Sachs (The End of Poverty), an economist and director of Columbia University's Earth Institute, argues that it's time for humankind to reconcile its needs with those of the planet, in this sprawling manifesto. He surveys the great dilemma facing civilization: how to ensure broadly inclusive economic growth, especially in the poorest countries, without destroying the natural environment and deranging the climate on which survival depends. Deploying clear, straightforward prose and a wealth of statistics-the book's countless tables and graphs are an eye-opening education in themselves-he follows the threads of this knotty problem from their scientific and economic roots to their potential solutions in new technologies and a mix of market dynamics and vigorous government action. Sachs balances alarming forecasts with signs of progress, giving brief, even-handed rundowns of policy prescriptions such as carbon taxes, foreign aid to help Africa escape its "poverty trap," and reforms of America's hideously expensive private health-care system. The overstuffed book suffers from a scope that precludes detailed analysis of the many contentious debates over sustainability policies and technologies, particularly in its inadequate assessments of the pros and cons of wind, solar, and nuclear power. Still, Sachs's overview demonstrates the seriousness of the sustainability crisis while illuminating workable paths to resolving it. Maps and photos. (Mar.) © Copyright PWxyz, LLC. All rights reserved.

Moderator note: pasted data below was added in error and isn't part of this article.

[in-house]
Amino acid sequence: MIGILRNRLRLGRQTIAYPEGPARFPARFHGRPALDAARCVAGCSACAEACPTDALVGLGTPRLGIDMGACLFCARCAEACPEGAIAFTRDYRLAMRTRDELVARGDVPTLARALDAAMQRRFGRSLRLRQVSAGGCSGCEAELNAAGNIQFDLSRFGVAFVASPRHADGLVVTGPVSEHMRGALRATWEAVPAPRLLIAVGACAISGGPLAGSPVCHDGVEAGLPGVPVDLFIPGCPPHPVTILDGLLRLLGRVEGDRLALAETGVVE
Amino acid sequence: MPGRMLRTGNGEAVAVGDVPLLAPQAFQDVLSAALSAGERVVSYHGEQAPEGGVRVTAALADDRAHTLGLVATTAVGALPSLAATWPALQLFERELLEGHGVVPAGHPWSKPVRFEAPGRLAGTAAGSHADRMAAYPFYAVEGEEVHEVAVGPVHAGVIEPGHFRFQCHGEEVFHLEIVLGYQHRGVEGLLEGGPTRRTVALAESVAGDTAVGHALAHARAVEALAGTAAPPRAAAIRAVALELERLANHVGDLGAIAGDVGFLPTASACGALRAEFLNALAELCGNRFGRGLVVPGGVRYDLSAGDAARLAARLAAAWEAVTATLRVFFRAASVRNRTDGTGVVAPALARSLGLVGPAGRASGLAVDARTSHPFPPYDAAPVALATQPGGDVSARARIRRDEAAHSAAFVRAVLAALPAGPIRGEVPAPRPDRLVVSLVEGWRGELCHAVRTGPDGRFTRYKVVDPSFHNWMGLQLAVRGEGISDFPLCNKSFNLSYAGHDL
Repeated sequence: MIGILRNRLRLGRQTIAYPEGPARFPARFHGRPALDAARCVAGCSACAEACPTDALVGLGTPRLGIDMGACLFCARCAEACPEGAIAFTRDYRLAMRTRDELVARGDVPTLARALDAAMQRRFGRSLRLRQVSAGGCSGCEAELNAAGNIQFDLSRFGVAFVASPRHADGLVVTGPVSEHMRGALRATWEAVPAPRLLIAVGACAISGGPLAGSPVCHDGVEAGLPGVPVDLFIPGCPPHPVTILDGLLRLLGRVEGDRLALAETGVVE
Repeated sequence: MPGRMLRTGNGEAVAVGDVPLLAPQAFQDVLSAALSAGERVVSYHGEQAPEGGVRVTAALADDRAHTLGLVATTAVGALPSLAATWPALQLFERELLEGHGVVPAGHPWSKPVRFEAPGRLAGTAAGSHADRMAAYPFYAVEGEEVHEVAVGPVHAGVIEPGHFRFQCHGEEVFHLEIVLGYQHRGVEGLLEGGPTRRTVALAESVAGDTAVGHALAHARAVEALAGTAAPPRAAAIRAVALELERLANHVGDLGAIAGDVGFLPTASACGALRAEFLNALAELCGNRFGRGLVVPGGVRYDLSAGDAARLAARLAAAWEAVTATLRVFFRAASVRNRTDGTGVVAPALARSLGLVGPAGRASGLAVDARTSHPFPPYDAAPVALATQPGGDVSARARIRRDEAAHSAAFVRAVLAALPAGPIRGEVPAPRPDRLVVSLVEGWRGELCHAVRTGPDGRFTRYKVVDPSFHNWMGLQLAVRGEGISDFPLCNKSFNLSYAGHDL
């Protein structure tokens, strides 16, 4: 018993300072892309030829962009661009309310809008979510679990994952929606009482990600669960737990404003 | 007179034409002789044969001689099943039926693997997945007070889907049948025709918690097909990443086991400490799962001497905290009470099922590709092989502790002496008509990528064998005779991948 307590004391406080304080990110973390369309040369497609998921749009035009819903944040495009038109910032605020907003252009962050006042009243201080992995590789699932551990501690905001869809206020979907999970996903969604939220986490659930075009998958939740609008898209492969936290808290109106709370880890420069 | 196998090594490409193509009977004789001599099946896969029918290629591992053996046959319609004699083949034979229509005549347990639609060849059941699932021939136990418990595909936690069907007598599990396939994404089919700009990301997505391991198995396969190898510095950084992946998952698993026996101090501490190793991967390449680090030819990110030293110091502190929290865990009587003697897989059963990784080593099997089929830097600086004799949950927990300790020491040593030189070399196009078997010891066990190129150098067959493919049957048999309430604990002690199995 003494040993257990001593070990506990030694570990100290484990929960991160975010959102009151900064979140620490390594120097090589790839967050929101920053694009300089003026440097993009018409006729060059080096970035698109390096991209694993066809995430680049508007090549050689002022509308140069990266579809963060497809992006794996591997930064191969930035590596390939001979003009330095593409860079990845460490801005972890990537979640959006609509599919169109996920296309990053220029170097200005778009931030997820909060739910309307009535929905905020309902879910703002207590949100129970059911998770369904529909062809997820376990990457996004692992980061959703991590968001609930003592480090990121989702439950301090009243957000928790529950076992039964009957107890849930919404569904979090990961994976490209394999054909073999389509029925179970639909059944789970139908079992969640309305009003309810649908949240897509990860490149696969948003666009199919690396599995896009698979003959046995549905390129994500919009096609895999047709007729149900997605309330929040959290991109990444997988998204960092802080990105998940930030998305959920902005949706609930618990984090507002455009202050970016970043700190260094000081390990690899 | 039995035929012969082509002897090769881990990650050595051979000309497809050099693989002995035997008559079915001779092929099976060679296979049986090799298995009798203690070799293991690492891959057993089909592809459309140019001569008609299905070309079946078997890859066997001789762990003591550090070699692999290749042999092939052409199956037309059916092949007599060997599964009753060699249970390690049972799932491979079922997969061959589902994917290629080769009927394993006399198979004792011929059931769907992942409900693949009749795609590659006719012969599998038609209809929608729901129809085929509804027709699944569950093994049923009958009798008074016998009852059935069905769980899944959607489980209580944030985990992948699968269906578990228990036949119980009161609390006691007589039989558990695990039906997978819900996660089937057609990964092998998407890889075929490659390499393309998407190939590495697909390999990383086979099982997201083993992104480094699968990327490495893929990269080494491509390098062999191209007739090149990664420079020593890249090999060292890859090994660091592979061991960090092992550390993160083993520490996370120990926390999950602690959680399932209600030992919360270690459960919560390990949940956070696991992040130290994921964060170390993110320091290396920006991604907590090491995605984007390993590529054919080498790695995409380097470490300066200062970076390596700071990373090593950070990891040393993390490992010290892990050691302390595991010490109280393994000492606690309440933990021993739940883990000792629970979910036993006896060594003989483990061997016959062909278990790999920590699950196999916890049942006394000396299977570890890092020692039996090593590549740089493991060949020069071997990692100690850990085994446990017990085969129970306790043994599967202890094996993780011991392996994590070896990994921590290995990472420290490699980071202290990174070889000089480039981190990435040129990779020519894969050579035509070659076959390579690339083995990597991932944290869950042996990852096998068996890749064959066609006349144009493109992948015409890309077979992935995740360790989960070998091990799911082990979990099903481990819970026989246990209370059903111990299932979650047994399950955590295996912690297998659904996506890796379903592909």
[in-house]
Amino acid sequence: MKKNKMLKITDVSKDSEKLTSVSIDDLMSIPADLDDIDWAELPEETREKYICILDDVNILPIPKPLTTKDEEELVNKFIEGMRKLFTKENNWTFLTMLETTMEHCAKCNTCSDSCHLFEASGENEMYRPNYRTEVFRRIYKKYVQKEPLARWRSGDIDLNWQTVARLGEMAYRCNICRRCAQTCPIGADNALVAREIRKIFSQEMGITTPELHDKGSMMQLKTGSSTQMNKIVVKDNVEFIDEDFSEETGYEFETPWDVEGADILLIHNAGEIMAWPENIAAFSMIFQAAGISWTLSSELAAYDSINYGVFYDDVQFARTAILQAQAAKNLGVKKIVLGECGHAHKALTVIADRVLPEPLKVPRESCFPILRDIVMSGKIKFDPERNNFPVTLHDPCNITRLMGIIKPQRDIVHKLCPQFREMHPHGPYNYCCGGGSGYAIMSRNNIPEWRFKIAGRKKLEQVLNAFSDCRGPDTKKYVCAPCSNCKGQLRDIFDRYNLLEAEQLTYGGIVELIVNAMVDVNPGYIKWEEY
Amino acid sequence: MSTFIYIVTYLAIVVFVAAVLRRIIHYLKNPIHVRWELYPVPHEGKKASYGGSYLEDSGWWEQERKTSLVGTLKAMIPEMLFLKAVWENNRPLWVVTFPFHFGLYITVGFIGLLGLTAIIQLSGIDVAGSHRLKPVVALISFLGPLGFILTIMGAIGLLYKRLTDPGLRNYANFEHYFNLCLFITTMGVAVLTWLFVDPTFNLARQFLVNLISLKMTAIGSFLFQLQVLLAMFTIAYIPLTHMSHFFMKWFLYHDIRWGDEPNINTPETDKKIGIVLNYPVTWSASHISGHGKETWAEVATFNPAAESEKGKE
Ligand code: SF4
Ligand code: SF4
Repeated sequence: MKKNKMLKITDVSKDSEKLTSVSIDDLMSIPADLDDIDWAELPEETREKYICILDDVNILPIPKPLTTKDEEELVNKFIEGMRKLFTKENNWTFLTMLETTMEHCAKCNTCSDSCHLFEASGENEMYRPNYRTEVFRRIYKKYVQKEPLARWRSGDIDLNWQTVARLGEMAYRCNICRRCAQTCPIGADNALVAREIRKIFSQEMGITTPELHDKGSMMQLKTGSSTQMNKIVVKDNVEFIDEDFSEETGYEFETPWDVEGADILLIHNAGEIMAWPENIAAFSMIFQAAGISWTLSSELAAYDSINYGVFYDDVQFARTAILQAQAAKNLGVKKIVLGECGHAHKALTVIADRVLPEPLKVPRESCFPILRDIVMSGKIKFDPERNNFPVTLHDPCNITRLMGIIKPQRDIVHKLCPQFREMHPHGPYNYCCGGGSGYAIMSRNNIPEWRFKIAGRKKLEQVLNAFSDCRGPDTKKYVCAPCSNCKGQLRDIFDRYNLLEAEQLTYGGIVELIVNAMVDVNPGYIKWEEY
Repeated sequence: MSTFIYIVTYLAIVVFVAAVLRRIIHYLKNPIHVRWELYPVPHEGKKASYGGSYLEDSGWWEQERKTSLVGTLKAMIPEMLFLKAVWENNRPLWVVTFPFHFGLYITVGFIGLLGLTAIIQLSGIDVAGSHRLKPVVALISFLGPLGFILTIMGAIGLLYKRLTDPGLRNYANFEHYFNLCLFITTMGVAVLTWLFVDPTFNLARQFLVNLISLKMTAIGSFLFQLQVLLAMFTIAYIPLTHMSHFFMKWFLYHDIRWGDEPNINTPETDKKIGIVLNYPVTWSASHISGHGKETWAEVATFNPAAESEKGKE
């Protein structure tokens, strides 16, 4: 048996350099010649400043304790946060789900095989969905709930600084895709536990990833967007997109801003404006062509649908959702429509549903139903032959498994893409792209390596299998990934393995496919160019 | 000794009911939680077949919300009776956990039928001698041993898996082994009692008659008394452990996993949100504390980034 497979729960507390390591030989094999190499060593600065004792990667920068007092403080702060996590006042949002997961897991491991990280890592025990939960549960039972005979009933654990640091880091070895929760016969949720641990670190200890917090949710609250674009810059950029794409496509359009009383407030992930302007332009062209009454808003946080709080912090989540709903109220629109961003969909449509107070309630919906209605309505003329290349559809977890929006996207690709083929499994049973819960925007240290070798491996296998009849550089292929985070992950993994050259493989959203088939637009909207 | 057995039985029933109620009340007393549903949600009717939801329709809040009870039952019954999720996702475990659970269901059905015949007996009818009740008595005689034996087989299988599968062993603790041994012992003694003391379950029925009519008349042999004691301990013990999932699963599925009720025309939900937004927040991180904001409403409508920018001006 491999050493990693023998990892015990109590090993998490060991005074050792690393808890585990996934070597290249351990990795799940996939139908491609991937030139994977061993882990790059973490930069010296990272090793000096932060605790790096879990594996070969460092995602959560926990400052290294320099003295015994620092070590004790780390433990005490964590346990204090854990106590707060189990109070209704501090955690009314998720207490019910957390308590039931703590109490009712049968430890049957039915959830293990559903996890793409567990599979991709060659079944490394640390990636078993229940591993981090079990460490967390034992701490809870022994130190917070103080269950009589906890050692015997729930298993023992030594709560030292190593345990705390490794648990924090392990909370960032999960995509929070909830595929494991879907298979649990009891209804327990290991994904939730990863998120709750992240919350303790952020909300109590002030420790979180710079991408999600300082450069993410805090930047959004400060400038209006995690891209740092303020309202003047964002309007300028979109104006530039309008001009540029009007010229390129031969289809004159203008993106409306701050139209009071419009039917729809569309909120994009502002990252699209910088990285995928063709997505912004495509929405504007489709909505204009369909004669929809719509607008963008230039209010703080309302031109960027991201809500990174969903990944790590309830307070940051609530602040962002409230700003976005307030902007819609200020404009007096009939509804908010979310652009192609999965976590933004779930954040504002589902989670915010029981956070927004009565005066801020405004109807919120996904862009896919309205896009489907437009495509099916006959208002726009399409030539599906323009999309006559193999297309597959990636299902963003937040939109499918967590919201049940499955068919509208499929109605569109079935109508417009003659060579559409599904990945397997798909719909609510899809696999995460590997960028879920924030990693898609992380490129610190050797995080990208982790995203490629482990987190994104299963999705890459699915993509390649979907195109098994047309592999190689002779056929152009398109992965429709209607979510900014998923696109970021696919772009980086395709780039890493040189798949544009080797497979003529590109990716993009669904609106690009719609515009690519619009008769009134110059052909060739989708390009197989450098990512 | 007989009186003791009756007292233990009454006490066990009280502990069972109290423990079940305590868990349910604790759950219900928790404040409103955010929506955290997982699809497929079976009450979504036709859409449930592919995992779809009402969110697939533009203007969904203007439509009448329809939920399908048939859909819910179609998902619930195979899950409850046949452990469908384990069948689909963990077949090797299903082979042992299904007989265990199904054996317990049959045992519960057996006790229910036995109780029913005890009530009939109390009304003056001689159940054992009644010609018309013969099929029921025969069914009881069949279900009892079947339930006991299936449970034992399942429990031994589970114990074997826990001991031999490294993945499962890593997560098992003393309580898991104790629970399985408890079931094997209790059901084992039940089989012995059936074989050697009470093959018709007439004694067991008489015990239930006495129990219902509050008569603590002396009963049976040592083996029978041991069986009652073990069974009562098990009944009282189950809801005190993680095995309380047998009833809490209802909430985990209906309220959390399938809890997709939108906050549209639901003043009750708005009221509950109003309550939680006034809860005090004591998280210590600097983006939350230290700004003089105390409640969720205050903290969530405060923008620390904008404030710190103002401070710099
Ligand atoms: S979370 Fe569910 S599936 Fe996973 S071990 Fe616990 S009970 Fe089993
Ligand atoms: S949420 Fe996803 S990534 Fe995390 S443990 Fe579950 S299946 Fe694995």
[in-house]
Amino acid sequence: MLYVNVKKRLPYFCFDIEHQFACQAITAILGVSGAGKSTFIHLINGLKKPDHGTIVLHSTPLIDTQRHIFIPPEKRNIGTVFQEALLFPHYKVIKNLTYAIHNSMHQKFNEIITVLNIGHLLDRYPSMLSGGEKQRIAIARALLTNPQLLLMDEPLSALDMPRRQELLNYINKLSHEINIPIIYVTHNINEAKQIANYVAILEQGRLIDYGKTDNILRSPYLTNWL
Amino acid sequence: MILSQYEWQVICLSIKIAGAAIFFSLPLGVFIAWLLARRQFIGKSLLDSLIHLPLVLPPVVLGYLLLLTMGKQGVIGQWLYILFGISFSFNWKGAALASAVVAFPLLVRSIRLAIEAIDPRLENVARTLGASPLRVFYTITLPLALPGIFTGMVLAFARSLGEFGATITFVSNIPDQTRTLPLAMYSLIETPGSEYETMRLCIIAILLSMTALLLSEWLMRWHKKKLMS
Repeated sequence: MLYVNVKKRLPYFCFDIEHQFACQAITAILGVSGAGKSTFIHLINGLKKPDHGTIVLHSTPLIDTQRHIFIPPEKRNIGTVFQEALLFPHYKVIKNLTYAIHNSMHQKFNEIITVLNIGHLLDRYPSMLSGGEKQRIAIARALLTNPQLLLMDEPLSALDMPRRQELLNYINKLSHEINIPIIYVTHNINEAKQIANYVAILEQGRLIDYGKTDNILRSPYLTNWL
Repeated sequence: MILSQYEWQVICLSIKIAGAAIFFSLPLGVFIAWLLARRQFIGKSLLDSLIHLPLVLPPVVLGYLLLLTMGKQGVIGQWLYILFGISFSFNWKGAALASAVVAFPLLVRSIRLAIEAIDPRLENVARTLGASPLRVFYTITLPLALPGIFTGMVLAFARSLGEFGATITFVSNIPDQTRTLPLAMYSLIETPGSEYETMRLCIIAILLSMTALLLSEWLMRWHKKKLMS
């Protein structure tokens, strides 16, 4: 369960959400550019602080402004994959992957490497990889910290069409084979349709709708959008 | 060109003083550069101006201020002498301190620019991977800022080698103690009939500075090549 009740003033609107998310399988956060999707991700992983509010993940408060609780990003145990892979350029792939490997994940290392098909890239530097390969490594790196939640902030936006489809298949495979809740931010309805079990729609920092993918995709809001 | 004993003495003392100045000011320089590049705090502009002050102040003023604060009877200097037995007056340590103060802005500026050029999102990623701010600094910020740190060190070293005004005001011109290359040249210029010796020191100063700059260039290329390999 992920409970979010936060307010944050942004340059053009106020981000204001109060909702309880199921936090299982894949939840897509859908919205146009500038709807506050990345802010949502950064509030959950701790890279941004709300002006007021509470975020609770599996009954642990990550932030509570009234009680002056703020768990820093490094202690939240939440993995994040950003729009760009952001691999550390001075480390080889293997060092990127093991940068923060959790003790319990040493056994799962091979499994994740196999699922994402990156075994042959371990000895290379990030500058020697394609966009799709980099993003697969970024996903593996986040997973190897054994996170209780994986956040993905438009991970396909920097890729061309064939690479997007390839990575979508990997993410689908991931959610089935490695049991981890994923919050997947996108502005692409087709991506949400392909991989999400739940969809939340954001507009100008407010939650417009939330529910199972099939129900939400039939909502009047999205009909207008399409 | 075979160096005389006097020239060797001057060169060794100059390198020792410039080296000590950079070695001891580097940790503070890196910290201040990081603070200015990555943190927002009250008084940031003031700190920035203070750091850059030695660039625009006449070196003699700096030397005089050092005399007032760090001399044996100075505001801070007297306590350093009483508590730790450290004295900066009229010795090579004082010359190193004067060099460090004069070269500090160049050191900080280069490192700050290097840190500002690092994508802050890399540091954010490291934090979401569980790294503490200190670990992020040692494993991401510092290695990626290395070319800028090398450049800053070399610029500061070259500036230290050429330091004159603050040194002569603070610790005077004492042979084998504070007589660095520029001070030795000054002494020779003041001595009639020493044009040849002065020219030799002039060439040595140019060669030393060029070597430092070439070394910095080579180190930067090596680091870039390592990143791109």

In a book of incredible breadth, Sachs (Columbia Univ.) delivers a sobering account of the impact of human activity upon the balance of life on Earth. Using metrics and diagrams from his own and others' research, he offers an accessible entry into the literature on sustainable development. However, readers should not expect to find theoretical analyses of the ultimate causes of the world economy's unsustainable trajectory. Instead, they will be exposed to empirical descriptions of the growing impact of human systems upon their natural environment and prescriptions to reverse current trends. The author relies impressively upon economics, political science, demography, sociology, and ecology to illustrate situations of global poverty, environmental stress, and unequal economic opportunities. Furthermore, Sachs draws from his experience as a UN adviser to express cautious optimism in the ability of the world to move toward the Sustainable Development Goals crafted in Rio in 2012. Overall, Sachs's book provides a basic but ambitious argument: to reverse current unsustainable trends, global warming must be mitigated, extreme poverty must end, gender imbalance must be corrected, and access to basic health care and education must be granted to all. Summing Up: Highly recommended. Lower-division undergraduates and above; general readers. --Quentin M. Duroy, Denison University